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Tweetie wins me back with a post

October 2, 2009
Back in the driver's seat due to a dynamite pitch.

Back in the driver's seat due to a dynamite pitch.

Tweetie was my iPhone Twitter client of choice before it was cool. But when TweetDeck came out with an app, I switched over. I liked that it synched with my desktop client (and I do prefer TweetDeck on my desktop) and allowed me to save search queries. Well now I’ve come crawling back. The combination of Tweetie 2.0’s slew of new features and creator Loren Brichter’s enthusiastic sales pitch pushed me straight over the edge. I’m not one to be easily swayed by marketing—so what happened?

“…Tweetie 2 for iPhone will be a whole new app. And while it’s arguably worth a lot more, I’m keeping the price exactly the same: $2.99.” [His emphasis.]

That’s how you sell something. Loren’s got a great product with great features at the right price (even if I didn’t own Tweetie 1, $2.99 is a damn good deal for everything the update has). Beyond that, he connected with me and probably a whole lot of other people (re: his target audience) by pushing out news of the new release in a blog post, as opposed to some infomercial-sounding press release (he may have also done the latter—I don’t know). The post isn’t some goofy sounding pitch, either; it’s just a guy talking about a project that he’s obviously passionate and excited about. He brings the audience into the process—talks about why he created the update and what he felt needed to be changed.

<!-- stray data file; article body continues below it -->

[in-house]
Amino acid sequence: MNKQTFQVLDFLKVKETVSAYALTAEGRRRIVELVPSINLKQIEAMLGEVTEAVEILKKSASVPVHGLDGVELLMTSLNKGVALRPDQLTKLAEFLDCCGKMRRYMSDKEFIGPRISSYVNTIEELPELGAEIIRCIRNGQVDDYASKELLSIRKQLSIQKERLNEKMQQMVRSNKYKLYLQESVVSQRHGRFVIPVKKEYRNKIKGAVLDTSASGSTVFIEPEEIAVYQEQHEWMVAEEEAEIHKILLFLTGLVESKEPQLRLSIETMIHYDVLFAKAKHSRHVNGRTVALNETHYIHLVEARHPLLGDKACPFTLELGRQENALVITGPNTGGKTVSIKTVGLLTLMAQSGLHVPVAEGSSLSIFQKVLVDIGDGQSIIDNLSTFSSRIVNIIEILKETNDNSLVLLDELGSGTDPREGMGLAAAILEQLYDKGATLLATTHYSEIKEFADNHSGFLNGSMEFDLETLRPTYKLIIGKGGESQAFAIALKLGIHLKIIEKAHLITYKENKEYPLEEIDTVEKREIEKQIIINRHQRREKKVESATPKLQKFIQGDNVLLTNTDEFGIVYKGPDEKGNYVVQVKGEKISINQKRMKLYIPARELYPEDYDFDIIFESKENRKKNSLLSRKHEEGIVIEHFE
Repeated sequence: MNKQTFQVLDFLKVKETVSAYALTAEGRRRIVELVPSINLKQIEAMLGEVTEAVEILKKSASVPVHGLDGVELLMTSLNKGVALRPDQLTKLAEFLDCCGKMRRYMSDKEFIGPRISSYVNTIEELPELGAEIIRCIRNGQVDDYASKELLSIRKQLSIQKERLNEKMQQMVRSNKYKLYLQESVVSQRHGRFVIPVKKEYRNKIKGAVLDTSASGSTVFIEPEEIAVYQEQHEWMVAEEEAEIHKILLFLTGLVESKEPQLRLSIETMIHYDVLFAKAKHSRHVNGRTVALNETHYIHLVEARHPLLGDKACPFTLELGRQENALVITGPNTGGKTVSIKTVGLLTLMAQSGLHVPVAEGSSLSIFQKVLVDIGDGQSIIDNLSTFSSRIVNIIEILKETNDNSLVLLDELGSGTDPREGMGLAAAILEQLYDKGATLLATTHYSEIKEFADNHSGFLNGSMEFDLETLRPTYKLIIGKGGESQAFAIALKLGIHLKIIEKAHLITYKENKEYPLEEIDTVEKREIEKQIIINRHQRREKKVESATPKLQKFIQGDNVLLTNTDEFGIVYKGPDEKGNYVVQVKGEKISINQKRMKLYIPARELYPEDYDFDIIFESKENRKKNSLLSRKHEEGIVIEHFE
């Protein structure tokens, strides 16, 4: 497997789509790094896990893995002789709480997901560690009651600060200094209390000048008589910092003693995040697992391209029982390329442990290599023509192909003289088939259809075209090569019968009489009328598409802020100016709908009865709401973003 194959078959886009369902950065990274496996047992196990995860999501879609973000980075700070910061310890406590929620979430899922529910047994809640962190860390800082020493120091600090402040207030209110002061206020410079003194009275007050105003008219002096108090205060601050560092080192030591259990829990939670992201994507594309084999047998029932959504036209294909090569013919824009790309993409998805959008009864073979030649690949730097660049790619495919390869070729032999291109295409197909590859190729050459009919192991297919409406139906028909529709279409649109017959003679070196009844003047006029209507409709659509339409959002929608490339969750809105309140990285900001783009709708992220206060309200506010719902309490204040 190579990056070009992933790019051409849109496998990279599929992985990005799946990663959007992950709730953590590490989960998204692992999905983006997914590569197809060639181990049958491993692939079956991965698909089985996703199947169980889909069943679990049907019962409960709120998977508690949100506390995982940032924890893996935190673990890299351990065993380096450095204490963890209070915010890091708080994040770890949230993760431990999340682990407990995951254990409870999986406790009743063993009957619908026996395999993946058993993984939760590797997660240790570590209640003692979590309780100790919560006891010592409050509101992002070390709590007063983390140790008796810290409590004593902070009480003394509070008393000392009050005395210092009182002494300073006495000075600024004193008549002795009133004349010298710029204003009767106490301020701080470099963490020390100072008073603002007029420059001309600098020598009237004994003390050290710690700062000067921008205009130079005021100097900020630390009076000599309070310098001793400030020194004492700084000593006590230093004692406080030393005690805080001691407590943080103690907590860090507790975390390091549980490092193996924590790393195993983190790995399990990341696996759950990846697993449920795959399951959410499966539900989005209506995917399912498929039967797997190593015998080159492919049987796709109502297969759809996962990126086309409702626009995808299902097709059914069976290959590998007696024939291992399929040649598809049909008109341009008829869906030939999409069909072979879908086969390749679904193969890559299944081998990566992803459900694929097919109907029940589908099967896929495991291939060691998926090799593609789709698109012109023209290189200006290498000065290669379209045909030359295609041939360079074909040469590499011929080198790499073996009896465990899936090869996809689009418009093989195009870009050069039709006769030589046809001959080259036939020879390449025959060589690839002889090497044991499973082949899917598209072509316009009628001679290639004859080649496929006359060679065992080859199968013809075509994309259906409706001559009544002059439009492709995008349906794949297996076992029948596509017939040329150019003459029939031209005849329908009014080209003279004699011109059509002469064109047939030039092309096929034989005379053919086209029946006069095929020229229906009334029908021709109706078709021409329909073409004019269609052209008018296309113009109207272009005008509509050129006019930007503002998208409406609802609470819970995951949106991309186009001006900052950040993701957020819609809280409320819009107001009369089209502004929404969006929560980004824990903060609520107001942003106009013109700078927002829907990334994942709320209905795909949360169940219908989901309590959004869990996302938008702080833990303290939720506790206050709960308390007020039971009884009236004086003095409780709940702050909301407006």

What’s all this get him? I already own Tweetie, so Loren isn’t making any new money off me, but I’m back on his software and I’m telling my friends about it. I also recently had someone, a new iPhone owner, personally message me and ask which app was the best. Coincidentally, I had just heard about Tweetie 2.0 and I think I sold her on the app. Think about that: Loren’s pitch was so good, he’s got me selling his yet-to-be-released product to my friends. And all it took was opening up, letting me behind the curtain a little and showing some enthusiasm.

Bottom line: If you don’t care about your product, it’s going to show—in your sales pitches, in your ads and probably in the product itself. As Loren explains, Tweetie is his livelihood (“($2.99 – 30%) x enough people = a living”) and he talks about it like it’s his child. Work on the pitch (and the subsequent support) just as hard as the development and you’ll have a kick-ass product on your hands.

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